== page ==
Legislating Forgiveness: A Study of Post-Conviction Certificates as Policy to Address the Employment Consequences of a Conviction

By: Heather Garretson. Published by: Social Sciences Research Network, Michigan State Bar Foundation, Ottawa County Bar Association, The Cameron Foundation, State Bar of Michigan Criminal Law Section. Published on: February 18, 2016

Link to article

Focusing on New York’s long-established reentry operation, this article assesses the application of certificates designed to reduce employment barriers for former convicts. New York’s current system offers two forms of status restoration: Certificate of Relief from Disabilities (CRD) and Certificate of Good Conduct (CGC). The former is designated for individuals convicted of no more than one felony (or any number of misdemeanors, whereas the latter benefits those convicted of multiple felonies, following a waiting period. Since its implementation, other states have adopted similar policy, including Connecticut, Georgia, Illinois, Michigan, Ohio, New Jersey, North Carolina, Colorado, Rhode Island, Tennessee, and Vermont.

Data reveals that certificates are utilized far less than intended, despite a 2005 amendment stating that all parolees should be eligible for CRDs. For instance, while 11,265 people were released into the NY community in 2008, just slightly over 3,000 certificates were issued. In addition, evidence suggests that few people actually request certificates. Much of this can be attributed to a lack of knowledge amongst attorneys, judges, and correctional officials regarding certificates’ potential to enhance the reentry process. As a result, parolees have little access to crucial information, despite the large focus on employment during the transition from institution to civilian life.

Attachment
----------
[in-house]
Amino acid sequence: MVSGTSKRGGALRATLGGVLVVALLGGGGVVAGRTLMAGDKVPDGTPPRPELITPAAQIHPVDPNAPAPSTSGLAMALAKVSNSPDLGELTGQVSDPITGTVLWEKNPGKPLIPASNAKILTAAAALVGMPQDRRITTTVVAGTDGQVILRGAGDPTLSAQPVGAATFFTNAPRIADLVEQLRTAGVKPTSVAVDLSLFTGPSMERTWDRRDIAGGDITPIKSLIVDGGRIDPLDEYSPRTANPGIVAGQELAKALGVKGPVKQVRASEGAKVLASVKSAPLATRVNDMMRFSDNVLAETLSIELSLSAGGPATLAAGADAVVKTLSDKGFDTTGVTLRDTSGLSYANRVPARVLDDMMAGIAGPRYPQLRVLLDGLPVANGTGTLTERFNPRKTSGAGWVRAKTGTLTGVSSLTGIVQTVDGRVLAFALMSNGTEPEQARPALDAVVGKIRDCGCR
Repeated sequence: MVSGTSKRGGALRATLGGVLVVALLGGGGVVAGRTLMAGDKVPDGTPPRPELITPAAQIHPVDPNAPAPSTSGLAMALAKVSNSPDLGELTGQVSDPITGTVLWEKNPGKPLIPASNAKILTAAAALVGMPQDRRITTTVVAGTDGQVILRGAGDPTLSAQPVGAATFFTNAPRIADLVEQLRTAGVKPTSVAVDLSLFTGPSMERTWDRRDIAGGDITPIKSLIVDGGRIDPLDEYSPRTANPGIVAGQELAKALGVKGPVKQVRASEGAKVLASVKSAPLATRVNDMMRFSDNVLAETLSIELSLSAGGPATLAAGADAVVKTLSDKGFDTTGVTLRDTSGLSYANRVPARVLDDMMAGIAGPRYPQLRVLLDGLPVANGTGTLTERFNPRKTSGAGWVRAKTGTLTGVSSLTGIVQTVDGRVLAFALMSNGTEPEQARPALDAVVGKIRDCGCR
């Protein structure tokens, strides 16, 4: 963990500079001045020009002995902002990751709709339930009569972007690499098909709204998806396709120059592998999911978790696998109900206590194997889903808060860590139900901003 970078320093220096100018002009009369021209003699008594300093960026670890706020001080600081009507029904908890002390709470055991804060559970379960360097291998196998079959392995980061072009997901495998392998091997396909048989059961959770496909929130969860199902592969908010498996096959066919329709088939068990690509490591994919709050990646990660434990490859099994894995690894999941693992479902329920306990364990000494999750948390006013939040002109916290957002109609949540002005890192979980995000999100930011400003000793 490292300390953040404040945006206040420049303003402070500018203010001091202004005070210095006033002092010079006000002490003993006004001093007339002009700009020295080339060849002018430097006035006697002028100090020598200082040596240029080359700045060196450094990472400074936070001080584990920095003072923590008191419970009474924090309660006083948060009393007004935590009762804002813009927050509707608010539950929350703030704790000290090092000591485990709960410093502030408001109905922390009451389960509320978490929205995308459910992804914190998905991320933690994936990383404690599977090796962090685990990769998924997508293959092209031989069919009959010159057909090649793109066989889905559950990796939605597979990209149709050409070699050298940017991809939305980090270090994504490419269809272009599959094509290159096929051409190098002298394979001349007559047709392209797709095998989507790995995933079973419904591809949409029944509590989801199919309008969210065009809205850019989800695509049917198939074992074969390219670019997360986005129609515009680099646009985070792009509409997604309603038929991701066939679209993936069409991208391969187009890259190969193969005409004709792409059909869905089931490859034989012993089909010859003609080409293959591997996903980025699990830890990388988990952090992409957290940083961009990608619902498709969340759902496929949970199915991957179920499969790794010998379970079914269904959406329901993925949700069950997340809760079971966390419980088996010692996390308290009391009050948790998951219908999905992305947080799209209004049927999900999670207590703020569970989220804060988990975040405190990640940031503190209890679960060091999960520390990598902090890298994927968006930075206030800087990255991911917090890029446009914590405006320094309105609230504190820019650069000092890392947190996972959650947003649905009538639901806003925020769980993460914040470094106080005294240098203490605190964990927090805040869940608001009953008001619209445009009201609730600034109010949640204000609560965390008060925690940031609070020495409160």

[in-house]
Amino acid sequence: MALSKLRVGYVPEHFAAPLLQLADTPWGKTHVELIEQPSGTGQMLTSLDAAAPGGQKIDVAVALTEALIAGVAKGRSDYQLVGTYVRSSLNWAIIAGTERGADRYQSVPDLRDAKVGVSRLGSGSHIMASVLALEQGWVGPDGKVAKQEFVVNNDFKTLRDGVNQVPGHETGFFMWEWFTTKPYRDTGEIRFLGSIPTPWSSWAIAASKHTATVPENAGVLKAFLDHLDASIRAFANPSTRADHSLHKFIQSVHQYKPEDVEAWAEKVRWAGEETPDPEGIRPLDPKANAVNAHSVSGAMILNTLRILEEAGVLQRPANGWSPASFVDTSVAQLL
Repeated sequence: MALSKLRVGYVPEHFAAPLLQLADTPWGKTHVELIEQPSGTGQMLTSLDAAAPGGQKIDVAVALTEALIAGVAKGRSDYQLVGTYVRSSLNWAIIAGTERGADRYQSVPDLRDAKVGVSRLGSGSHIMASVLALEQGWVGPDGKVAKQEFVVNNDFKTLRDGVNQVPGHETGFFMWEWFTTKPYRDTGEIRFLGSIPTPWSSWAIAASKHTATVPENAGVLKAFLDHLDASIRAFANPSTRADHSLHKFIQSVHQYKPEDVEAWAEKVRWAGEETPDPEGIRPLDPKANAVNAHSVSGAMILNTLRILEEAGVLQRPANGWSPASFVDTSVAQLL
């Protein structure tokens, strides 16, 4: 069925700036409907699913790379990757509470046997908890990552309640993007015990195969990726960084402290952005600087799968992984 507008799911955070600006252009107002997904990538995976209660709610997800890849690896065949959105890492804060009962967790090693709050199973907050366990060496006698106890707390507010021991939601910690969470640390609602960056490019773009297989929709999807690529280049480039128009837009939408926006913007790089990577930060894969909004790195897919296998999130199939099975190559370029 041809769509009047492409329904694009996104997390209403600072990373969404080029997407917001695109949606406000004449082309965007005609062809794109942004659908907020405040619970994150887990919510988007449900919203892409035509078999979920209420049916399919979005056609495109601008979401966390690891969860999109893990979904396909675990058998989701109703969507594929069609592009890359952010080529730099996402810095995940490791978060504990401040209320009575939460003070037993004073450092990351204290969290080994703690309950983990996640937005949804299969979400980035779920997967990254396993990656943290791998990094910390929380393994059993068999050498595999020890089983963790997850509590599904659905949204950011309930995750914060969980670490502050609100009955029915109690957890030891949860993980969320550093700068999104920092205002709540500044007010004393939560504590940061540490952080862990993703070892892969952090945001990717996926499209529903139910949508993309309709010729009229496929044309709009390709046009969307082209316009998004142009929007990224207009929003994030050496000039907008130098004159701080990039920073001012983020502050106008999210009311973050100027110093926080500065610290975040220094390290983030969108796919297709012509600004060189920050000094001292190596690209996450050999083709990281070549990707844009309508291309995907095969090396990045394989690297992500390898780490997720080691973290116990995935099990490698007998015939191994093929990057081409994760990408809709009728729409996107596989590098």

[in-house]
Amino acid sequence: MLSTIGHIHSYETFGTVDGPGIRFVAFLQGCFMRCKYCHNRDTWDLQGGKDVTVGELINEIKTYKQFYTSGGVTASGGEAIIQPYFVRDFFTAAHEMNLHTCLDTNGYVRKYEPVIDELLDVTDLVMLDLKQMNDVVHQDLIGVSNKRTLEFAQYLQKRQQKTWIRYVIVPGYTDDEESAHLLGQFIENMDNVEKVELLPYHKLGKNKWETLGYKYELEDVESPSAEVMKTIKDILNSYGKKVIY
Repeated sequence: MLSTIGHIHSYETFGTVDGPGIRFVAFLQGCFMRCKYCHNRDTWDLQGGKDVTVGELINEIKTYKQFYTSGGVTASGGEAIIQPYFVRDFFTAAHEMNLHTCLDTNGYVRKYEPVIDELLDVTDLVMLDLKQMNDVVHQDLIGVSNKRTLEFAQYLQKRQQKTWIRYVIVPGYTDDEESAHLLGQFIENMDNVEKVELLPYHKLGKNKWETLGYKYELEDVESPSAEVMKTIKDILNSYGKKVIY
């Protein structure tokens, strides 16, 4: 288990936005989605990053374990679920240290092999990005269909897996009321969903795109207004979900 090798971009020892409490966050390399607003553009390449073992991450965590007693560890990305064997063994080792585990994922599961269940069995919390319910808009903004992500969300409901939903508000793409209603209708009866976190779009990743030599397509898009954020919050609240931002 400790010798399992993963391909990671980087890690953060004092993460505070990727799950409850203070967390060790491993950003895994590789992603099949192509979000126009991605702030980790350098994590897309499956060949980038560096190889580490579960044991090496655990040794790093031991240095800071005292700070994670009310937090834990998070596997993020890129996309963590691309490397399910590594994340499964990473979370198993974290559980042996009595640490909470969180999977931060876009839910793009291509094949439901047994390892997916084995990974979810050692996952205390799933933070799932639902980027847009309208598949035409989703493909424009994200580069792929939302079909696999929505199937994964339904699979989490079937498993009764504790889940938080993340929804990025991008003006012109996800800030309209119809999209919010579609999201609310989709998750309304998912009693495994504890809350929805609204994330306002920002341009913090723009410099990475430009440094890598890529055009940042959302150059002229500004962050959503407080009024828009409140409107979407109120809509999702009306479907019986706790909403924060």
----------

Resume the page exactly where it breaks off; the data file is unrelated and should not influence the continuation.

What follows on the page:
Several examples of anecdotal evidence mentioned in the article emphasize the vital role of legal aid providers in securing access to work. This help may come in the form of education of one’s rights as well as guidance in properly completing relevant forms. Other situations may require legal counsel to address instances of discrimination. Meanwhile, legal aid providers should also become more engaged in informing criminal justice practitioners and employers of the function of certificates. Coupled with strong anti-discrimination legislation, increased access to certificates offers the best chance of attaining proper work. By pursuing progress in this area of employment, legal aid providers can help strengthen reentry efforts by reducing the collateral consequences of incarceration. Such work can allow access to consistent income, in turn strengthening one’s chances of maintaining a crime-free lifestyle during the critical early stages of reintegration.



Categories: Employment, Employment, Legal Aid Attorneys, Legal Aid Practitioners, Policymakers and Funders, Reentry, Reentry, Researchers and Academics, State-Specific

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